Besides, the cat moves faster

Tam spots a ’78ish Camaro, and waxes lyrical on the lack of performance in the Malaise Era:

Even the highest-zoot 350-c.i. engine available in the Z-28 was a wheezing smog motor that put out four horsepower less than the normally aspirated 2.8L 6-cyl in my Z3. Car and Driver clocked 7.3 seconds to sixty and a 16.0 ¼-mile time from a 4-speed car with a 3.73 rear end, which would barely keep up with Marko’s new minivan, but was pretty beastly in that benighted era. (And most Camaros then were 305-motored cars with slushboxes, which wouldn’t accelerate hard enough to pull a greased string out of a cat’s ass.)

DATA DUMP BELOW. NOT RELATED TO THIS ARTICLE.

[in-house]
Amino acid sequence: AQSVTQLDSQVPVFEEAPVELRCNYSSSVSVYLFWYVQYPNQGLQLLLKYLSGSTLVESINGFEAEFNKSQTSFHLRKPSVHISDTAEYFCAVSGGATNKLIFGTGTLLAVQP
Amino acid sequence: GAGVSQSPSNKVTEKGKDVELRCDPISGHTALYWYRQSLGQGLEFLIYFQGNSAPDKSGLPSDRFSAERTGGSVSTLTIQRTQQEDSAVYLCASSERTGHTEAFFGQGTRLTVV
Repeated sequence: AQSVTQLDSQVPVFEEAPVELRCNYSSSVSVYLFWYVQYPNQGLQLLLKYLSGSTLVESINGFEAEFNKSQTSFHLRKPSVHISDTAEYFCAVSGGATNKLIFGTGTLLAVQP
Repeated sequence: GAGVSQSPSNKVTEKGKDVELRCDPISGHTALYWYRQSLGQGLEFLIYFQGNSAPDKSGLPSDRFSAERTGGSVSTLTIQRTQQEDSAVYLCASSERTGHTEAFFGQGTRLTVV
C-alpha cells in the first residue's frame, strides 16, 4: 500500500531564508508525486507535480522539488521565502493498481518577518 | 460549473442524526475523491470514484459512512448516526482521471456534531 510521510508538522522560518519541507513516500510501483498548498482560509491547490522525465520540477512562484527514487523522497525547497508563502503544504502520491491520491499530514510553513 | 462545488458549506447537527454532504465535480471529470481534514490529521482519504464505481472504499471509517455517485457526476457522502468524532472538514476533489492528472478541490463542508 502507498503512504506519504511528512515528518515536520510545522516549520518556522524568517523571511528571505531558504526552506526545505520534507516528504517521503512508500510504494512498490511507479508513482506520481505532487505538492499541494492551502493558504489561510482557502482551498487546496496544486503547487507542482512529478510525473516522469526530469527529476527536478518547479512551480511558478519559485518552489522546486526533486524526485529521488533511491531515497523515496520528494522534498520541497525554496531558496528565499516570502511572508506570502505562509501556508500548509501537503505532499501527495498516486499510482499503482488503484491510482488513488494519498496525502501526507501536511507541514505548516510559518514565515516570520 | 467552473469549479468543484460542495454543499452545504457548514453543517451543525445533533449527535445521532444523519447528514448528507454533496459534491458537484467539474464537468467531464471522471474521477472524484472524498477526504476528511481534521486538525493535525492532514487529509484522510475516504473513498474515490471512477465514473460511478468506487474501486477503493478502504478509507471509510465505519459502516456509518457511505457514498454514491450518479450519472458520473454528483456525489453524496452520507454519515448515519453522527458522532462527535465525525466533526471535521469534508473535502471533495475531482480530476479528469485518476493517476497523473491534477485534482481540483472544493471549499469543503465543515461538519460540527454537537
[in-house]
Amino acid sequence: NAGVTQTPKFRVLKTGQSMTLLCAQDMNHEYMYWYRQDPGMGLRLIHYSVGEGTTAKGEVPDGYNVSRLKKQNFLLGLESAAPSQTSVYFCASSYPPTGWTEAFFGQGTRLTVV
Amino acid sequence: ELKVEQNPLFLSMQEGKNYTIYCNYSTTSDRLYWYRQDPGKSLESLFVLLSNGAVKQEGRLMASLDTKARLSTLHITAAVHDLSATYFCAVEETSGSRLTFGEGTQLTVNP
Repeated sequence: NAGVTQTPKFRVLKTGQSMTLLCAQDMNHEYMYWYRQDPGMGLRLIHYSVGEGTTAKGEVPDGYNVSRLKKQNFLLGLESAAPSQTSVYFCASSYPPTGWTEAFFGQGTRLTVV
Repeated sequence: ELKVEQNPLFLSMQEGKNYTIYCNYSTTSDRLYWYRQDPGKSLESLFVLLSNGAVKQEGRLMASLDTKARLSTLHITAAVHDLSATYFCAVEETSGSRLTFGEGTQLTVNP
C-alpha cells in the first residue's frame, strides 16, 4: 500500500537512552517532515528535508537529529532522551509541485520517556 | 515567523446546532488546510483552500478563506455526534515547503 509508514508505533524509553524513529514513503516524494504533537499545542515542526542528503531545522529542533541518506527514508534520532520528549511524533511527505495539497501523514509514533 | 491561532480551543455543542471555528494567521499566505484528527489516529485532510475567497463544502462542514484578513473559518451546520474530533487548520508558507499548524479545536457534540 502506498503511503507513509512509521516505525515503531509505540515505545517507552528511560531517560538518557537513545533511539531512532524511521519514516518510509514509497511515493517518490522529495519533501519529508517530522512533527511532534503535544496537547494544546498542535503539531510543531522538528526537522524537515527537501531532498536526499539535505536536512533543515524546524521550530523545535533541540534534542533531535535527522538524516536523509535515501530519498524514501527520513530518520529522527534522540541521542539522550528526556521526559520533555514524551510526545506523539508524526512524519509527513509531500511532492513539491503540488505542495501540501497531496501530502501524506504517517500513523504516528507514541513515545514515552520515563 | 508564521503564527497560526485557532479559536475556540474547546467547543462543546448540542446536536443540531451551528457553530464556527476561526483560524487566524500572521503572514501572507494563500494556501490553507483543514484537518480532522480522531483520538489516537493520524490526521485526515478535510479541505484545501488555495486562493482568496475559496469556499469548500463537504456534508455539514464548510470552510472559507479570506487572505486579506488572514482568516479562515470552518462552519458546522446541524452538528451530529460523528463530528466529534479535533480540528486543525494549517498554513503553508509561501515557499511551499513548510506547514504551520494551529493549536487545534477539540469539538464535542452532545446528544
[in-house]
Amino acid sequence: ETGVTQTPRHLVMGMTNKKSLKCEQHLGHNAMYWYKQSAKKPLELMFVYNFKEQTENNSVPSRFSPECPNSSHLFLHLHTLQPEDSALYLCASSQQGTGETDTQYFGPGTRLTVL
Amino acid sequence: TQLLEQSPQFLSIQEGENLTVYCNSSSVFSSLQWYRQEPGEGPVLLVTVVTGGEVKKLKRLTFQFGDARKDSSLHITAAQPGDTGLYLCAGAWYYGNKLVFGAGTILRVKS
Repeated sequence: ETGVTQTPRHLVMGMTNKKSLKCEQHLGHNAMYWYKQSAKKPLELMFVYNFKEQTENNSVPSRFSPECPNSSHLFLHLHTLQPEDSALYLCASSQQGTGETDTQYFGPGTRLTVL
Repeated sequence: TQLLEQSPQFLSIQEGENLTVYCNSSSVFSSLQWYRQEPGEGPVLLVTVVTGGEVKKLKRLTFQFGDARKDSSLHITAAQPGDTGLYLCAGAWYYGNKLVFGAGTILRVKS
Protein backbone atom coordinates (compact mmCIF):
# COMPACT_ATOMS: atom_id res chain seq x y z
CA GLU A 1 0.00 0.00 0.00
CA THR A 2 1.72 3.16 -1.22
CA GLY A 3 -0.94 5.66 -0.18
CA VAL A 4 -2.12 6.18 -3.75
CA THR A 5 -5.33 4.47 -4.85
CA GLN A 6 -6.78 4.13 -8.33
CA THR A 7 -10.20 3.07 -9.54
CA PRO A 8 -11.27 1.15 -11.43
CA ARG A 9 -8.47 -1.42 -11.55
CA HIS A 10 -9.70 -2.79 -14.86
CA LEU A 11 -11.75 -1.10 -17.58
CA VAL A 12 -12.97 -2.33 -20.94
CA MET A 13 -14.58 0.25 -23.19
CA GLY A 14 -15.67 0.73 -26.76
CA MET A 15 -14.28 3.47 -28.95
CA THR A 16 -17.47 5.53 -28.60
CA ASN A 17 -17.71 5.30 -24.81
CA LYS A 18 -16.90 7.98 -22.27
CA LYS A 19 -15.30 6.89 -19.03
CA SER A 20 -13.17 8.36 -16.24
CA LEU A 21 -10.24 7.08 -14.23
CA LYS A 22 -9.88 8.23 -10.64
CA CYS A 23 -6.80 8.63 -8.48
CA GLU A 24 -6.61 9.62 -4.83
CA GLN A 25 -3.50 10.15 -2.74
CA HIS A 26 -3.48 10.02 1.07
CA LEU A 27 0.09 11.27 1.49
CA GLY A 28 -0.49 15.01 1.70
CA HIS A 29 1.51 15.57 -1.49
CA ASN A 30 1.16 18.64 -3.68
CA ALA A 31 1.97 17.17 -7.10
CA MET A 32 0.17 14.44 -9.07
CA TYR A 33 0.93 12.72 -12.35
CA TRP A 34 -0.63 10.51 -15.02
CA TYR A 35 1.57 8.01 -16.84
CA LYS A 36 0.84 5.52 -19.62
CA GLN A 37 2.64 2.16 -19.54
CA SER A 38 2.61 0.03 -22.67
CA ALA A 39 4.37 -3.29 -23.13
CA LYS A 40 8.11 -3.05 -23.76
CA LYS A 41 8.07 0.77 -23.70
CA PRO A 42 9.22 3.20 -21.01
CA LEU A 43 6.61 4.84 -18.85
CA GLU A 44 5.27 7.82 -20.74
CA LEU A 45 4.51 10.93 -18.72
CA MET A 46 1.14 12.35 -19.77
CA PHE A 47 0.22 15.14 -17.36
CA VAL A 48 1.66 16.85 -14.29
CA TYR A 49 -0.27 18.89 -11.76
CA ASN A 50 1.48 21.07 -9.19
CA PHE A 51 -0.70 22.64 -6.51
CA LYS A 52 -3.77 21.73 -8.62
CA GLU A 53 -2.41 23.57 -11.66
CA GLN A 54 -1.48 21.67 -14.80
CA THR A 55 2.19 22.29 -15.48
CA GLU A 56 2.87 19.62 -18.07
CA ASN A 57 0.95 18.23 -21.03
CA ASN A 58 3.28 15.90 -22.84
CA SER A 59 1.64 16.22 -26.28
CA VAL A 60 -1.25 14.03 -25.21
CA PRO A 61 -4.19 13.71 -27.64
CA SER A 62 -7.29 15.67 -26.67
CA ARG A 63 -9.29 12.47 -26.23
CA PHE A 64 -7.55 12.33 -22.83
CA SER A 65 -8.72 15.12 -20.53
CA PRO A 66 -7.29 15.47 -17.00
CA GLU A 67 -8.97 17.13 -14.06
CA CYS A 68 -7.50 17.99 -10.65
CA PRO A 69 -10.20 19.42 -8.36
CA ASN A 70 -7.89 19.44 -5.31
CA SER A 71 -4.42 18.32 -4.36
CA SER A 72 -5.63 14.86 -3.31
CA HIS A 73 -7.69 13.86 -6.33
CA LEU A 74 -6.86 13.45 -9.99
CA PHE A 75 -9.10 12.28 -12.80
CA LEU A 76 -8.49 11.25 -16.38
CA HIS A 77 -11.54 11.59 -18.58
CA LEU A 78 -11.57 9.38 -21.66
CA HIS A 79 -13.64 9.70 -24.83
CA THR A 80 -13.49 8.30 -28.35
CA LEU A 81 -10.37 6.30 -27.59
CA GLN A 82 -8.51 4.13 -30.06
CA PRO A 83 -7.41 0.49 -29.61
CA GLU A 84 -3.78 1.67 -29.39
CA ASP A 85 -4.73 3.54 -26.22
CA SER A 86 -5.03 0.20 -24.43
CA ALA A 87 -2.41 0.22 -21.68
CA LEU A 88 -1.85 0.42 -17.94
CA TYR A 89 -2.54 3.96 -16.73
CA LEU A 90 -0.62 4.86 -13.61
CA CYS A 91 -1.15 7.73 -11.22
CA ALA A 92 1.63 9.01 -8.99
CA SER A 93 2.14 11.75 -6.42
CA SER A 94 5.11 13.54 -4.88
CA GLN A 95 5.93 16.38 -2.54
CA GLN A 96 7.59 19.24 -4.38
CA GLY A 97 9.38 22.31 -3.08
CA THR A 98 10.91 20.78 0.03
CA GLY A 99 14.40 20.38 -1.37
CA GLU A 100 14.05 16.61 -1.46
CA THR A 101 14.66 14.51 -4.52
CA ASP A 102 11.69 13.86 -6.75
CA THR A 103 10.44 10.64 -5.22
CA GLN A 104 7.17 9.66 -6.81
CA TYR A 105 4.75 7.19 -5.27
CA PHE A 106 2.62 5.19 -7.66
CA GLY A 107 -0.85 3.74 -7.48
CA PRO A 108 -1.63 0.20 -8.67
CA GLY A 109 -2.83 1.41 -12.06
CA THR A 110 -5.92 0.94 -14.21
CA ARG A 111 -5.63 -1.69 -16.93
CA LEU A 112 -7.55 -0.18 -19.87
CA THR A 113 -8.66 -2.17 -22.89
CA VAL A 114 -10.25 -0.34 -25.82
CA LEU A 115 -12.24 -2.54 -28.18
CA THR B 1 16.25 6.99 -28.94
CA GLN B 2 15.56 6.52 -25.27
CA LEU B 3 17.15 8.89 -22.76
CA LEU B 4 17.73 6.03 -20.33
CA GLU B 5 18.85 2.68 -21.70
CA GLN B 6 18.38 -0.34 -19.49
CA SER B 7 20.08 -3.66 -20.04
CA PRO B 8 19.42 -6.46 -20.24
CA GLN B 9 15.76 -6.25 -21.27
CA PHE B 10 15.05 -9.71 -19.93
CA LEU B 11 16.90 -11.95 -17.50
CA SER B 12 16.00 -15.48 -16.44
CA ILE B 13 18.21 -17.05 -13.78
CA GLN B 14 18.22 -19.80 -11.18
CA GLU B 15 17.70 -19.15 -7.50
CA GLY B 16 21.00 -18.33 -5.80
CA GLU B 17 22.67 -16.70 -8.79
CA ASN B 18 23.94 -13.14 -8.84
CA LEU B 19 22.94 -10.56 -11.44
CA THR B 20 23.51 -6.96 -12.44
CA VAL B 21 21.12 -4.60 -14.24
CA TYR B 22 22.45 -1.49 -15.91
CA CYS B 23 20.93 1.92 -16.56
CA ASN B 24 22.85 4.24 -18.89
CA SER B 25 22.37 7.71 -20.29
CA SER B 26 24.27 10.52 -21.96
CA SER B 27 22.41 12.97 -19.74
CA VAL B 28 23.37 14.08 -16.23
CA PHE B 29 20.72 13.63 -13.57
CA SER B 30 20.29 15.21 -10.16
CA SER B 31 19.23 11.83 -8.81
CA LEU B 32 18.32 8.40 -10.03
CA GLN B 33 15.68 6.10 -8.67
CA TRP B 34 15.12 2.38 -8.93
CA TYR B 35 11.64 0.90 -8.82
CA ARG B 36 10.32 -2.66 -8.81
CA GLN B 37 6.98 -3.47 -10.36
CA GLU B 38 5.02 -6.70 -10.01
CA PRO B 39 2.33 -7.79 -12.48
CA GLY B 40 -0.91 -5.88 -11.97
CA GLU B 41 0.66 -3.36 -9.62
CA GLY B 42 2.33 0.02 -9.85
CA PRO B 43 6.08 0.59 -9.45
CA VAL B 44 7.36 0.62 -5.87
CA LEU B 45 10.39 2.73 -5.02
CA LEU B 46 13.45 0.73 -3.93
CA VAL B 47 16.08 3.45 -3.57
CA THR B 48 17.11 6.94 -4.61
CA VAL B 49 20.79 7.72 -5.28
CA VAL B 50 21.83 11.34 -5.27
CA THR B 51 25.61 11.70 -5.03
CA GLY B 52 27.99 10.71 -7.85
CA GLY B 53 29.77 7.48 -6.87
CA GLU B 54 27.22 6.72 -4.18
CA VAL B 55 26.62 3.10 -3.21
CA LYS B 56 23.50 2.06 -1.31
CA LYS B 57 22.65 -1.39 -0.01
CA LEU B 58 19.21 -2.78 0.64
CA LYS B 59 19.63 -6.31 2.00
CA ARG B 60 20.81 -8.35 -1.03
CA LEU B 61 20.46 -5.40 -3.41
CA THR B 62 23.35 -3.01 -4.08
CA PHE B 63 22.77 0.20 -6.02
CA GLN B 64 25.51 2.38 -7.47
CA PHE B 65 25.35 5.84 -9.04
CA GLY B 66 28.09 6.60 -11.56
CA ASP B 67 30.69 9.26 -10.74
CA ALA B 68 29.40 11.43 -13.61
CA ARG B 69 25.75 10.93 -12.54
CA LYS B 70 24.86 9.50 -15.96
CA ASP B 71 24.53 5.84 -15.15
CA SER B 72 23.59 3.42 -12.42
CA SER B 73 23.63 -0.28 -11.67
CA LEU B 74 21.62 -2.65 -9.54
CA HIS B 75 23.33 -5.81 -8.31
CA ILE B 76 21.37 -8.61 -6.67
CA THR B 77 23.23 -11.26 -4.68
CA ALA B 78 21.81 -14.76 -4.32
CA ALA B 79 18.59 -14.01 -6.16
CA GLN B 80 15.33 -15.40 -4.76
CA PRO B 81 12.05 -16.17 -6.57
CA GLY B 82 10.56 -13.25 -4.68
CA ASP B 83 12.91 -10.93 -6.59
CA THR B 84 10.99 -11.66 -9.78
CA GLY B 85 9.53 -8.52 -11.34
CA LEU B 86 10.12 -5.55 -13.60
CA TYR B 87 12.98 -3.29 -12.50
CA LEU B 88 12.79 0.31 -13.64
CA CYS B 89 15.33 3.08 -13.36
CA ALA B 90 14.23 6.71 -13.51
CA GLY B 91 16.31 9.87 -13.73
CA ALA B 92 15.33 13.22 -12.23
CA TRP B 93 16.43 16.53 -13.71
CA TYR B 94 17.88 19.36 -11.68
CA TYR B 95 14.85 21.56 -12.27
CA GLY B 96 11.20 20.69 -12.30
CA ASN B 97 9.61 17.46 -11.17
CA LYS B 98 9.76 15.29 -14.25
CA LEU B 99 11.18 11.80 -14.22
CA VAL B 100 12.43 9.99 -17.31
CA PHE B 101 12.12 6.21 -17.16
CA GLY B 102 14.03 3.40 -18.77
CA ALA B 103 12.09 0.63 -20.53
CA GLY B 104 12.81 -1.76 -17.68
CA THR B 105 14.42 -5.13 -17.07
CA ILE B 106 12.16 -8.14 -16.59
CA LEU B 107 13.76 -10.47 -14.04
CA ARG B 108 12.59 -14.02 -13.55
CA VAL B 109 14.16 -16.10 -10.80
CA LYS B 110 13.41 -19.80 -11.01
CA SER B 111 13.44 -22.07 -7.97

Long about 1978, the Mrs. and I took delivery of a ’76 Nova, a 305-motored car with a slushbox, and in terms of feline string removal, it barely kept up with her 96-hp ’75 Toyota Celica (5-speed manual, 3.73 rear end) — which, when the marriage went sour, became my 96-hp ’75 Toyota Celica, which I drove until the mid-Nineties. Neither car was exactly frugal: we got maybe 16 mpg out of the Chevy, and the Toyota managed only about 18 in town, though it did better out on the road. Weirdly, fuel economy improved slightly after an Exxon station in Redondo Beach tweaked the carb and the timing enough to somehow pass a California smog test in 1988 despite the lack of a catalytic converter. Even more weirdly, the absolute best gas mileage I ever saw on the Celica was 29 mpg, achieved with a tailwind on Interstate 35 with a curio cabinet lashed to the roof, which should tell you how good the stock aerodynamics were.

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